Double working refers to making grafts in two locations on the plant. This involves placing an interstock between the scion and the rootstock.

This may be done in certain fruit tree grafts where the scion and rootstock are incompatible, but the interstock is compatible with both the scion and rootstock.

Double working is also the way rose standards are made.

Photo showing an example of double working. Three sections are identified on the resulting plant; multiple scions budded on interstock, interstock adds height to the standard, and interstock is budded on to the rootstock.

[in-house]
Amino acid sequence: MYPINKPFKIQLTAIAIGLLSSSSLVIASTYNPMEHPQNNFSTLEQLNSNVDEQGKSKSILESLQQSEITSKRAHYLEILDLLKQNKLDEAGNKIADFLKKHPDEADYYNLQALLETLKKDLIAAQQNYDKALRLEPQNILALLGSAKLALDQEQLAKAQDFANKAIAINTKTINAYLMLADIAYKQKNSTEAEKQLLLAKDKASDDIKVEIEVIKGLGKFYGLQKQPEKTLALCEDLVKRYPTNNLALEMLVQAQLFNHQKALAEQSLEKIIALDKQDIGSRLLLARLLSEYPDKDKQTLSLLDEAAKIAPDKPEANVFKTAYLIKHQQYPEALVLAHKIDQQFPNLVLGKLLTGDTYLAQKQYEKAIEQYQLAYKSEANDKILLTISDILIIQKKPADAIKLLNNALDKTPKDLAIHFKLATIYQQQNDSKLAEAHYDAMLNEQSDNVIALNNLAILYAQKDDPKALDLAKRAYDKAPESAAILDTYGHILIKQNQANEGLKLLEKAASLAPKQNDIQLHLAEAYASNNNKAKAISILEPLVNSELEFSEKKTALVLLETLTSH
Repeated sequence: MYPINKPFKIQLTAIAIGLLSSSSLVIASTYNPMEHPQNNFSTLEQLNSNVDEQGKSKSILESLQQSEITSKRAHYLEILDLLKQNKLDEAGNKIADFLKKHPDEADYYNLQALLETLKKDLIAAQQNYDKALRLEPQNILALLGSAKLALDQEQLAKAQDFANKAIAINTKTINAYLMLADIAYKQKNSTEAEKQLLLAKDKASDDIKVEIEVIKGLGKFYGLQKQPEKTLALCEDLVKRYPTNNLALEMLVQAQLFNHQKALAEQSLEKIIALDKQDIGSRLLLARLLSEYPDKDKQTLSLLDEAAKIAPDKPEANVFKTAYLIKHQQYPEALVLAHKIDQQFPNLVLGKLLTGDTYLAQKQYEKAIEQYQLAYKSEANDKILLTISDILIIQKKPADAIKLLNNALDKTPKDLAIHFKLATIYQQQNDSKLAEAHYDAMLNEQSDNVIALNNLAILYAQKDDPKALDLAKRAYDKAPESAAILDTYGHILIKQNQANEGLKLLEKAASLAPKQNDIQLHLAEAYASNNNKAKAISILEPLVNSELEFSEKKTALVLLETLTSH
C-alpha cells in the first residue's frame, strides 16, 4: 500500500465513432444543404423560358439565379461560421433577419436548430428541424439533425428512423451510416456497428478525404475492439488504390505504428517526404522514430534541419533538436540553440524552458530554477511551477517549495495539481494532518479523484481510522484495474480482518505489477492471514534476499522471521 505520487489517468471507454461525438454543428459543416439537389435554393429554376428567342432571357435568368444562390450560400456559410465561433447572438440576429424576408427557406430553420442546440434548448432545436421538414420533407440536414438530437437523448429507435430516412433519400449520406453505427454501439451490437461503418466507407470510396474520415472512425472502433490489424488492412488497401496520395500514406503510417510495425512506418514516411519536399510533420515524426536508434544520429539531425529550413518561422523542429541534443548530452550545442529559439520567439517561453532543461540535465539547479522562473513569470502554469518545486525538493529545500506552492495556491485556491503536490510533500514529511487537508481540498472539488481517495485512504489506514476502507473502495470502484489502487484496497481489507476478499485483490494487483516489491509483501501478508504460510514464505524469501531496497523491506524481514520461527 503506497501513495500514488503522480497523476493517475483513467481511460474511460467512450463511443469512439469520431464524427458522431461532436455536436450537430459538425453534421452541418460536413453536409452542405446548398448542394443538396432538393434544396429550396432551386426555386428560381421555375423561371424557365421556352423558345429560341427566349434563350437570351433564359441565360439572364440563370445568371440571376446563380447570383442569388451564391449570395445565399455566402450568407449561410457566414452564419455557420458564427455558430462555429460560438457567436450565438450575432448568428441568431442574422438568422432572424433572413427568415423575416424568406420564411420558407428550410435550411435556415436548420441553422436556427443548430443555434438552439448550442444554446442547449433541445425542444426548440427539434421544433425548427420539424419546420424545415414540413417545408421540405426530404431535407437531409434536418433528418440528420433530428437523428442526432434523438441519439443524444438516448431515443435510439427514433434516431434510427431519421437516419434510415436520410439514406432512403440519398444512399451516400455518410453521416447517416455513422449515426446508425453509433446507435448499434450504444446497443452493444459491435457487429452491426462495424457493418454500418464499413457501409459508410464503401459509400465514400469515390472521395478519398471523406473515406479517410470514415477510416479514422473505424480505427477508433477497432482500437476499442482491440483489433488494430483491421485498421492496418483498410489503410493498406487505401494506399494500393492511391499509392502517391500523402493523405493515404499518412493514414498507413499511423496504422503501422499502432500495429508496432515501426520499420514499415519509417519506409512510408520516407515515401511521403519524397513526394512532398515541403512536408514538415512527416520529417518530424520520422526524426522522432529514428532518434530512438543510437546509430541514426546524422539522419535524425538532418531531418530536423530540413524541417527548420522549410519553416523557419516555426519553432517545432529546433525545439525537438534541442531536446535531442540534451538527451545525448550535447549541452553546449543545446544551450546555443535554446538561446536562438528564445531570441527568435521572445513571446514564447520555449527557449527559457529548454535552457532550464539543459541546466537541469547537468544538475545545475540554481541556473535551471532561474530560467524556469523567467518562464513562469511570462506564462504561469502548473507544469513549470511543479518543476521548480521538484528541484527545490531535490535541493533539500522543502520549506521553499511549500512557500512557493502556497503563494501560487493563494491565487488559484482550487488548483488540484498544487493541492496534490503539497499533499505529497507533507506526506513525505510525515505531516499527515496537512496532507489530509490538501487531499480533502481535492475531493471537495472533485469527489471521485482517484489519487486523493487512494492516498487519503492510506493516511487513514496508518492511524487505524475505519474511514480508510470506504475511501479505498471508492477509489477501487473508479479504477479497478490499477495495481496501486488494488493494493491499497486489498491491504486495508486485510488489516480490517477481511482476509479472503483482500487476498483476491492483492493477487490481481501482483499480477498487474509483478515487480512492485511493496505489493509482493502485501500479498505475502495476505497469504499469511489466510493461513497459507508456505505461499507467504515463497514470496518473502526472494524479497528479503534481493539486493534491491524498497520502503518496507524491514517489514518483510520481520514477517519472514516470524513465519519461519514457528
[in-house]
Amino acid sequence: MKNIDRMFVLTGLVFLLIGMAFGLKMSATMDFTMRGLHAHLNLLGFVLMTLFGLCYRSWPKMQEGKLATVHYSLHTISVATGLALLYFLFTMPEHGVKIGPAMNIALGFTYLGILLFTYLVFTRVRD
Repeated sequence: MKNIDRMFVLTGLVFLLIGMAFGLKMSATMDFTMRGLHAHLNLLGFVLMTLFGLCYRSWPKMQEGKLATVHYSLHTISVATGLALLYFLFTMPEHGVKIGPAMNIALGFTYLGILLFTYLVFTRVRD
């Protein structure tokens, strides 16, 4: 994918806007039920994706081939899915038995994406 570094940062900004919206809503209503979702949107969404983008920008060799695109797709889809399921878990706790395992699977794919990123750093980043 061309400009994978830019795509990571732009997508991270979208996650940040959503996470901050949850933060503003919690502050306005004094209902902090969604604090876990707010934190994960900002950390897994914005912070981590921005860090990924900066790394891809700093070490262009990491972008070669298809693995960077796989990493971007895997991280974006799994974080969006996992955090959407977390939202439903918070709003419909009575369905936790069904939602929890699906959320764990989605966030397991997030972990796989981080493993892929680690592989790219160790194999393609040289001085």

For rose standards, the interstem is budded on the rootstock and allowed to grow for one year.

Then several scion buds (arrows) are budded onto the interstem.

Photo showing where the scion buds are budded onto the interstem of a rose standard.